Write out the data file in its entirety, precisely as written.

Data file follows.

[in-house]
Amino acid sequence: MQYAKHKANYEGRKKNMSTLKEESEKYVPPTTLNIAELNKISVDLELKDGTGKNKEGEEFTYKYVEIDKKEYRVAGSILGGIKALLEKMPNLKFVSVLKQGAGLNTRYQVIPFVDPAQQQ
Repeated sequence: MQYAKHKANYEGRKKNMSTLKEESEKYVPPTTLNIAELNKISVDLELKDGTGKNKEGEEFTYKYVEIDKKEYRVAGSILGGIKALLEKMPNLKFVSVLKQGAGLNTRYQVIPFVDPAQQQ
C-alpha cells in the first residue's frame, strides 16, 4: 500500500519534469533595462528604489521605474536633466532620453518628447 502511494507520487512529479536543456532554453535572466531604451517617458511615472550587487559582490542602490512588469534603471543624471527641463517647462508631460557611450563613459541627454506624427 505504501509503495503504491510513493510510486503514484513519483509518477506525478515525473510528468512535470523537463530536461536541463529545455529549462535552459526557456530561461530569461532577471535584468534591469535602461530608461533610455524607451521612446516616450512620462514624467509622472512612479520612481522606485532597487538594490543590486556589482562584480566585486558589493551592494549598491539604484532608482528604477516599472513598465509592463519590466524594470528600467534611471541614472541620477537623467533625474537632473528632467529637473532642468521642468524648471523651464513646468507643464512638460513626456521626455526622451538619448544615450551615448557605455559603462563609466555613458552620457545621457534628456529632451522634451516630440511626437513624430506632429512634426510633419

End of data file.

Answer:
[in-house]
Amino acid sequence: MQYAKHKANYEGRKKNMSTLKEESEKYVPPTTLNIAELNKISVDLELKDGTGKNKEGEEFTYKYVEIDKKEYRVAGSILGGIKALLEKMPNLKFVSVLKQGAGLNTRYQVIPFVDPAQQQ
Repeated sequence: MQYAKHKANYEGRKKNMSTLKEESEKYVPPTTLNIAELNKISVDLELKDGTGKNKEGEEFTYKYVEIDKKEYRVAGSILGGIKALLEKMPNLKFVSVLKQGAGLNTRYQVIPFVDPAQQQ
C-alpha cells in the first residue's frame, strides 16, 4: 500500500519534469533595462528604489521605474536633466532620453518628447 502511494507520487512529479536543456532554453535572466531604451517617458511615472550587487559582490542602490512588469534603471543624471527641463517647462508631460557611450563613459541627454506624427 505504501509503495503504491510513493510510486503514484513519483509518477506525478515525473510528468512535470523537463530536461536541463529545455529549462535552459526557456530561461530569461532577471535584468534591469535602461530608461533610455524607451521612446516616450512620462514624467509622472512612479520612481522606485532597487538594490543590486556589482562584480566585486558589493551592494549598491539604484532608482528604477516599472513598465509592463519590466524594470528600467534611471541614472541620477537623467533625474537632473528632467529637473532642468521642468524648471523651464513646468507643464512638460513626456521626455526622451538619448544615450551615448557605455559603462563609466555613458552620457545621457534628456529632451522634451516630440511626437513624430506632429512634426510633419